Eddie's to open store in Baltimore Co.
After 48 years of pampering some of Baltimore's most finicky grocery shoppers, Eddie's Supermarket of Roland Park will bring its tradition of solicitous service to Baltimore County Tuesday as it opens a second store in the old Acme at 6213 N. Charles St.
Nancy Cohen Schaffer, Eddie's chief executive, said that when Giant Food Inc. decided to put the building on the market, she jumped at the chance.
"It was the chance of a lifetime," Ms. Schaffer said. "The location is wonderful. There's parking. It's a landmark property. Everybody knows the old Acme."
The market is small by the standards of a modern Giant or Safeway store, but at 16,851 square feet it is 25 percent larger than the existing Eddie's at 5113 Roland Ave.
Like the Roland Park Eddie's, the new store will offer a variety of services not typically found in major grocery store chains, including delivery, catering, individualized gift baskets and a shopping service. The store will also accept credit cards.
Mr. Schaffer said the new store adds a variety of features, including a customer service desk right at the front door that will provide such services as helping customers plan meals for children who are picky eaters. The new store will also have a bakery and a new kitchen that will relieve the pressure on the crowded commissary at the Roland Park store.
Ms. Schaffer said Eddie's has been weathering the recession better than many well-known chains because of its high level of ** service and close ties to the community.
"Given what economic times are, I'm happy," she said.
The energetic 42-year-old executive, who took over leadership of the company from her father, Victor Cohen, about four years ago, said the new store will bring 120 jobs to the community. "In one way the recession has helped me," she said. "I've gotten some wonderful employees."
Eddie's of Roland Park is not connected with other Eddie's supermarkets around the city. Ms. Schaffer explained that the other stores were once part of the same advertising network but since have gone separate ways.
Burger King to offer table service at dinner
Now you can sit while you wait for your Whopper.
Burger King Corp. announced this week that it is introducing dinner-time table service at each of its 5,700 restaurants in the United States -- a move it says will make it the first national fast-food chain to eliminate the need to wait at the counter for your cheeseburger.
And it will be expanding its dinner menu to include several platters -- a Whopper sandwich, chicken filet, fried shrimp and a steak sandwich, served with a baked potato or french fries and salad or cole slaw. The chicken and shrimp eaters also get a roll.
Customers will still place their orders and pay at the counter. Then, if they aren't taking carry-out, they can retire to a table and munch free popcorn until a Burger King server actually comes out from behind the counter to bring their food.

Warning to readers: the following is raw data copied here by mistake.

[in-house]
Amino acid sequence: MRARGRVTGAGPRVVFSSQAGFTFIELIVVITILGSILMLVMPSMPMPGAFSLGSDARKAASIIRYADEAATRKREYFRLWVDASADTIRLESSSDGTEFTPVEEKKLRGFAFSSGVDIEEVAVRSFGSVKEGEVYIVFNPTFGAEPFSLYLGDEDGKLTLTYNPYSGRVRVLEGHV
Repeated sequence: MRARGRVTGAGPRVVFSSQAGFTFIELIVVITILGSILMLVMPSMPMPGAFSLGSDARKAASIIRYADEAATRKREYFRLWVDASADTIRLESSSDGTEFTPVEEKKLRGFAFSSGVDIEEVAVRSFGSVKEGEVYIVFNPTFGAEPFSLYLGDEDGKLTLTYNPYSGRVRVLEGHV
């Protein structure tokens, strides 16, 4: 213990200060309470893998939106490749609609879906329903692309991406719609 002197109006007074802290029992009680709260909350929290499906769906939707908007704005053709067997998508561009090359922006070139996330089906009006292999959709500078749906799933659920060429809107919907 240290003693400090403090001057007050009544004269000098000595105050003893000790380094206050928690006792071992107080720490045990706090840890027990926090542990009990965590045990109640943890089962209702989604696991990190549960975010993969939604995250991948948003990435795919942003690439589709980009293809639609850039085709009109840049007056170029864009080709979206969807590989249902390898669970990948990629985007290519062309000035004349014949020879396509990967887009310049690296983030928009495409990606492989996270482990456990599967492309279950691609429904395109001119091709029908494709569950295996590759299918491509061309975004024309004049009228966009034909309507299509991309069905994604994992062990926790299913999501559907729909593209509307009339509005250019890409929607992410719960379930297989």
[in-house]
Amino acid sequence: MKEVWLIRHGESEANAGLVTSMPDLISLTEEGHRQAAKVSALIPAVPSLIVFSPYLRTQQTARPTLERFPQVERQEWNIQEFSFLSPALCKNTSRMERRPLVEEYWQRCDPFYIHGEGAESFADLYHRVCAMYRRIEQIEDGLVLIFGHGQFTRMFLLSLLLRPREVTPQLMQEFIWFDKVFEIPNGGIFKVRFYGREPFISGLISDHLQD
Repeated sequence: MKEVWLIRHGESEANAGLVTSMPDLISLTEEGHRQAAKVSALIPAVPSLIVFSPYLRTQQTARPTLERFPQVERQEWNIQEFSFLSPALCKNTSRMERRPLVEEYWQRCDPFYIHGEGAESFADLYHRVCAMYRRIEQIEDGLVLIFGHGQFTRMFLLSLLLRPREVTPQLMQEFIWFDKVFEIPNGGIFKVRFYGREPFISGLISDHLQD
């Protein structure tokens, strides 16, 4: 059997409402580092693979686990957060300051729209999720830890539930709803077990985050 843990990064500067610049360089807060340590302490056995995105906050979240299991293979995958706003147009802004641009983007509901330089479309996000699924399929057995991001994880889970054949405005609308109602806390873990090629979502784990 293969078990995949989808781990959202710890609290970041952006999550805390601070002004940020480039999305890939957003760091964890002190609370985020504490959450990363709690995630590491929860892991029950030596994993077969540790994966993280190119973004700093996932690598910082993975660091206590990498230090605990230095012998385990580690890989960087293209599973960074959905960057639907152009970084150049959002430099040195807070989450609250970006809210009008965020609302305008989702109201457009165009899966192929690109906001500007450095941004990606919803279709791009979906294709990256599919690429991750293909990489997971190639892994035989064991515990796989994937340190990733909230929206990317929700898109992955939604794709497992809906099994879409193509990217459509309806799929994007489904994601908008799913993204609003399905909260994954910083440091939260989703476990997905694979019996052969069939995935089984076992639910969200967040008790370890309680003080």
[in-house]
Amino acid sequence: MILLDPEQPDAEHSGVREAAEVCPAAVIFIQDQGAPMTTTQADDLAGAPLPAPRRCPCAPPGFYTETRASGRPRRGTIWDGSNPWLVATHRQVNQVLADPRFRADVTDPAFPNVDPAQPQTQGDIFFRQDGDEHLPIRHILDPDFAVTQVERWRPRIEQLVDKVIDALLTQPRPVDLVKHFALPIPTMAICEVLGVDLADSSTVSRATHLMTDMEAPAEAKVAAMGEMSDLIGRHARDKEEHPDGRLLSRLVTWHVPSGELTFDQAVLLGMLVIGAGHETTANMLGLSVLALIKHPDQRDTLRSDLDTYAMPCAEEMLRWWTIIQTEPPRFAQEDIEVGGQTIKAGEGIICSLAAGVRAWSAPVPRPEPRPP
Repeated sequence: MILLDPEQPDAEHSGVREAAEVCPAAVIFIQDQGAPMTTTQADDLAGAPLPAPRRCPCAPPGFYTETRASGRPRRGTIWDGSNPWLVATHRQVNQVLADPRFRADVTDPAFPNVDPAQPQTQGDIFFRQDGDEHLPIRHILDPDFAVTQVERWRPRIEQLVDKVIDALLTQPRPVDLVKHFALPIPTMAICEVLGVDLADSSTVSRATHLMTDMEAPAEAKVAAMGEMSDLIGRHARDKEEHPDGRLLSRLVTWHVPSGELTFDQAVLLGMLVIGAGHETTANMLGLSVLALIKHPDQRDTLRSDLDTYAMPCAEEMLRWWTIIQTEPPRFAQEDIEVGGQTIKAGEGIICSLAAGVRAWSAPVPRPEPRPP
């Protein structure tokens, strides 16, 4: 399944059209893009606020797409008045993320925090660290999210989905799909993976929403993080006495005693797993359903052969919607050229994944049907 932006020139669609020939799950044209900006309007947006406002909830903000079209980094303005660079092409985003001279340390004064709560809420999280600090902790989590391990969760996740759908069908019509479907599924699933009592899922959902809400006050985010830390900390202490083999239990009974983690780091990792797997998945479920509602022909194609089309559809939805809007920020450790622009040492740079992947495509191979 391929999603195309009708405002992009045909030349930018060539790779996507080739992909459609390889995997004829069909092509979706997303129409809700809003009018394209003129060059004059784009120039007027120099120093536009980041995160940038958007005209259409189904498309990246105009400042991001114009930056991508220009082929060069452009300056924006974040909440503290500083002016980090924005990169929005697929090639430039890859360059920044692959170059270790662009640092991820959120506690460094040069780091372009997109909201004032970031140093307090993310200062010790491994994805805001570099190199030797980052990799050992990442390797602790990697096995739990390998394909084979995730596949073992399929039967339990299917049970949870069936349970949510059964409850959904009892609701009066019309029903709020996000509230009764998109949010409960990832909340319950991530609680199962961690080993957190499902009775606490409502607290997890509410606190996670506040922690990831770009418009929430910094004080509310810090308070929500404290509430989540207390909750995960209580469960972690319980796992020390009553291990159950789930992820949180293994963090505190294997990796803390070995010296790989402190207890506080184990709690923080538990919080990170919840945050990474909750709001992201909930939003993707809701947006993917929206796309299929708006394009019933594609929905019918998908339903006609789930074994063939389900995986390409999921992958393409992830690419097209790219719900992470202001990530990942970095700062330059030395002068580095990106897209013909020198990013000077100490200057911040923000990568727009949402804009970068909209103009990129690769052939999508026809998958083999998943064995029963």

There will be no charge for the service, and tipping will be strictly verboten.
A spokeswoman for Burger King said the new service already is operating in some restaurants in every market and will be in every restaurant within a couple of weeks.
The move by the subsidiary of Grand Metropolitan PLC is part of a strategy aimed at polishing Burger King's crown, which was a bit tarnished when the British company acquired the chain.
So what's next in the fast food business? McSushi?
Papier begins anew at old Timonium spot
Papier Wallcoverings & Interiors, a longstanding Baltimore business that tried to create a "design district" at North Avenue and Howard Street, perished in August as a result of that idea, whose time had not come.
But September has brought a reincarnation of sorts.
Joyce Griffith, one of the owners of the original Papier, bought the assets of the bankrupt business from First National Bank of Maryland and has launched a new business called Papier Interiors and Design Group Inc. The co-owners of the old Papier business, Gus and John Diakoulas, are not involved in the new venture, according to Donna Foley, a public relations representative for the new business.
The new Papier will do business where the old Papier was born -- at 114 W. Padonia Road in Timonium. Ms. Foley said that location "has always been strong," and that the only reason it ran into trouble was the Design Resource Center.
Eisner gets a pair of CLIO awards
Eisner & Associates, a Baltimore ad agency, garnered a pair of CLIO awards this week for its efforts on behalf of two local businesses.
One of the awards came in the banking/financial category for a 30-second animated television spot for Loyola, the Baltimore-based savings bank. The humorous ad, part of the agency's "We Never Forget Whose Money It Is" campaign highlighting the institution's conservative business approach, shows a bank whose name and facade go through a dizzying succession of ownership changes.
Eisner also won a CLIO, one of the advertising industry's most prestigious awards, for a radio commercial on behalf of Fair Lanes, the Hunt Valley-based bowling center company.
The humorous commercial is a takeoff on the stereotype of bowlers, implying that women can meet a better class of men at Fair Lanes.